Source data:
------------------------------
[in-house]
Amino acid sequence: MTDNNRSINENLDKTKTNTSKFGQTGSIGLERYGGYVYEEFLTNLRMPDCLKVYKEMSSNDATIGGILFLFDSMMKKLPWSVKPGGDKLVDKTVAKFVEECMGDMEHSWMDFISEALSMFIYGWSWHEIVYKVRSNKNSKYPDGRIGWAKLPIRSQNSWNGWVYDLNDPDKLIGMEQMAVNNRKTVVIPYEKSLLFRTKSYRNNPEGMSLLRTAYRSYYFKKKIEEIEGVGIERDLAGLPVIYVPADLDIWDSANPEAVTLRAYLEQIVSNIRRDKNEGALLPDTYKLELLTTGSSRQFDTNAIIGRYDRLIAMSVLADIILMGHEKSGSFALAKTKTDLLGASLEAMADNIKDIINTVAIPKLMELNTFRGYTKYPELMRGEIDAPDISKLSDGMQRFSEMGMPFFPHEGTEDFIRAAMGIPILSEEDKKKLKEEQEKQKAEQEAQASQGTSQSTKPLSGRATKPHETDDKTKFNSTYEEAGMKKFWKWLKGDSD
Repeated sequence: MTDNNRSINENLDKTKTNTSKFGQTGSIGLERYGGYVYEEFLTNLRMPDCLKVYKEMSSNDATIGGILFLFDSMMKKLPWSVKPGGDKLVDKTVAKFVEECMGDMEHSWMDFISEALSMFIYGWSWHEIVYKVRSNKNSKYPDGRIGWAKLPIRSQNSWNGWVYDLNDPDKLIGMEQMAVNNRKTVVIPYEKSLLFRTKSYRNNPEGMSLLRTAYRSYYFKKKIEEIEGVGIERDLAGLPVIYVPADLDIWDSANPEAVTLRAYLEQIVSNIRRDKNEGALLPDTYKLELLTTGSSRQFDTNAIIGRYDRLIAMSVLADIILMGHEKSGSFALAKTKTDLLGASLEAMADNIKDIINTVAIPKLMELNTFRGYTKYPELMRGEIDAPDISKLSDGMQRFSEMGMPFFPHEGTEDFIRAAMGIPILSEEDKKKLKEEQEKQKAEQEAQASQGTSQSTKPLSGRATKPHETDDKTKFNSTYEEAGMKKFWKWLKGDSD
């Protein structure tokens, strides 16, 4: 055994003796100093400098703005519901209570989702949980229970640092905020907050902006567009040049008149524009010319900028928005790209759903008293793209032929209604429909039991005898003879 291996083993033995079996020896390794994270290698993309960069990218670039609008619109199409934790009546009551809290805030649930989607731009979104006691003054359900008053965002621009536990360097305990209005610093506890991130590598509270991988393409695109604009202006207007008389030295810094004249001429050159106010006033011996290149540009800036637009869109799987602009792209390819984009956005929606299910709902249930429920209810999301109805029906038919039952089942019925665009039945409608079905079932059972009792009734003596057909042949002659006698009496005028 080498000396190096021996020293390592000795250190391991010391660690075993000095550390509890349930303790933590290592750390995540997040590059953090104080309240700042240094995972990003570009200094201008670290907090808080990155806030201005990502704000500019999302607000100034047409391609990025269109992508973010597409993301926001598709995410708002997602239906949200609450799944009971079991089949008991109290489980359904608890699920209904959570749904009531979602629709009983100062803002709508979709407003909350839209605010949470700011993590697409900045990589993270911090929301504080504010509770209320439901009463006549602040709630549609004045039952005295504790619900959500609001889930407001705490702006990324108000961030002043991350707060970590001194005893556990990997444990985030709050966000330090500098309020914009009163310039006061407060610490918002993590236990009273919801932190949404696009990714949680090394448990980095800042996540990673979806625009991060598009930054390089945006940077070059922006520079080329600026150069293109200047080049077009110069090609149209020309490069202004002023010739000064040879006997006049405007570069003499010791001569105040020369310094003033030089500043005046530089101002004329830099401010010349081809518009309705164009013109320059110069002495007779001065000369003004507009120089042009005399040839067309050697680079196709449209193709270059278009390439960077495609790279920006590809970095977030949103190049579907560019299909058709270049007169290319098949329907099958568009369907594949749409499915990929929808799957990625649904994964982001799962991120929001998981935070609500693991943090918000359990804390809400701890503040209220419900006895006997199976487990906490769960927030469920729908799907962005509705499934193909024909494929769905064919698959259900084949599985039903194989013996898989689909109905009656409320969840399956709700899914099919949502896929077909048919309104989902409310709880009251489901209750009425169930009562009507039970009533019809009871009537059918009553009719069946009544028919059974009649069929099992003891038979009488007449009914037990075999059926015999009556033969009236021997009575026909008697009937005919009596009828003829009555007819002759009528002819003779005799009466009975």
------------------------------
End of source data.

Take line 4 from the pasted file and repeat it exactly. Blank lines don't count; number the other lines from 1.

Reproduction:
């Protein structure tokens, strides 16, 4: 055994003796100093400098703005519901209570989702949980229970640092905020907050902006567009040049008149524009010319900028928005790209759903008293793209032929209604429909039991005898003879 291996083993033995079996020896390794994270290698993309960069990218670039609008619109199409934790009546009551809290805030649930989607731009979104006691003054359900008053965002621009536990360097305990209005610093506890991130590598509270991988393409695109604009202006207007008389030295810094004249001429050159106010006033011996290149540009800036637009869109799987602009792209390819984009956005929606299910709902249930429920209810999301109805029906038919039952089942019925665009039945409608079905079932059972009792009734003596057909042949002659006698009496005028 080498000396190096021996020293390592000795250190391991010391660690075993000095550390509890349930303790933590290592750390995540997040590059953090104080309240700042240094995972990003570009200094201008670290907090808080990155806030201005990502704000500019999302607000100034047409391609990025269109992508973010597409993301926001598709995410708002997602239906949200609450799944009971079991089949008991109290489980359904608890699920209904959570749904009531979602629709009983100062803002709508979709407003909350839209605010949470700011993590697409900045990589993270911090929301504080504010509770209320439901009463006549602040709630549609004045039952005295504790619900959500609001889930407001705490702006990324108000961030002043991350707060970590001194005893556990990997444990985030709050966000330090500098309020914009009163310039006061407060610490918002993590236990009273919801932190949404696009990714949680090394448990980095800042996540990673979806625009991060598009930054390089945006940077070059922006520079080329600026150069293109200047080049077009110069090609149209020309490069202004002023010739000064040879006997006049405007570069003499010791001569105040020369310094003033030089500043005046530089101002004329830099401010010349081809518009309705164009013109320059110069002495007779001065000369003004507009120089042009005399040839067309050697680079196709449209193709270059278009390439960077495609790279920006590809970095977030949103190049579907560019299909058709270049007169290319098949329907099958568009369907594949749409499915990929929808799957990625649904994964982001799962991120929001998981935070609500693991943090918000359990804390809400701890503040209220419900006895006997199976487990906490769960927030469920729908799907962005509705499934193909024909494929769905064919698959259900084949599985039903194989013996898989689909109905009656409320969840399956709700899914099919949502896929077909048919309104989902409310709880009251489901209750009425169930009562009507039970009533019809009871009537059918009553009719069946009544028919059974009649069929099992003891038979009488007449009914037990075999059926015999009556033969009236021997009575026909008697009937005919009596009828003829009555007819002759009528002819003779005799009466009975």